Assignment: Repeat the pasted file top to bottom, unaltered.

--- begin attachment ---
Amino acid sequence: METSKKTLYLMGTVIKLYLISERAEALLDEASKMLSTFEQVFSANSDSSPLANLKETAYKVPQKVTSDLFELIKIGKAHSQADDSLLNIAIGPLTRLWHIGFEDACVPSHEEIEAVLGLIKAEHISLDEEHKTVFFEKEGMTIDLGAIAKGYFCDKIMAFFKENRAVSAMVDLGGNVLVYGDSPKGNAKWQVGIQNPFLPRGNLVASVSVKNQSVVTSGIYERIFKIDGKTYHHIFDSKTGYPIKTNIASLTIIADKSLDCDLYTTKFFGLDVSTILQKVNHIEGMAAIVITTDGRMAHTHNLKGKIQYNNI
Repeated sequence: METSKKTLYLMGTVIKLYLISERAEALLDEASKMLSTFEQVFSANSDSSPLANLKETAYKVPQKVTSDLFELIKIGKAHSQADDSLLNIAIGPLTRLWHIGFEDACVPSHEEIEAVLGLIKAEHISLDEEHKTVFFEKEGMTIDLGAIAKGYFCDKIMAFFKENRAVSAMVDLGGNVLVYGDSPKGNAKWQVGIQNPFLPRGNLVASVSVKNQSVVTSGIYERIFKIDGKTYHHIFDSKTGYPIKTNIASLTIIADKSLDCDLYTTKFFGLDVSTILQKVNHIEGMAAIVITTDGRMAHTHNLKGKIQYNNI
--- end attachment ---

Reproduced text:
Amino acid sequence: METSKKTLYLMGTVIKLYLISERAEALLDEASKMLSTFEQVFSANSDSSPLANLKETAYKVPQKVTSDLFELIKIGKAHSQADDSLLNIAIGPLTRLWHIGFEDACVPSHEEIEAVLGLIKAEHISLDEEHKTVFFEKEGMTIDLGAIAKGYFCDKIMAFFKENRAVSAMVDLGGNVLVYGDSPKGNAKWQVGIQNPFLPRGNLVASVSVKNQSVVTSGIYERIFKIDGKTYHHIFDSKTGYPIKTNIASLTIIADKSLDCDLYTTKFFGLDVSTILQKVNHIEGMAAIVITTDGRMAHTHNLKGKIQYNNI
Repeated sequence: METSKKTLYLMGTVIKLYLISERAEALLDEASKMLSTFEQVFSANSDSSPLANLKETAYKVPQKVTSDLFELIKIGKAHSQADDSLLNIAIGPLTRLWHIGFEDACVPSHEEIEAVLGLIKAEHISLDEEHKTVFFEKEGMTIDLGAIAKGYFCDKIMAFFKENRAVSAMVDLGGNVLVYGDSPKGNAKWQVGIQNPFLPRGNLVASVSVKNQSVVTSGIYERIFKIDGKTYHHIFDSKTGYPIKTNIASLTIIADKSLDCDLYTTKFFGLDVSTILQKVNHIEGMAAIVITTDGRMAHTHNLKGKIQYNNI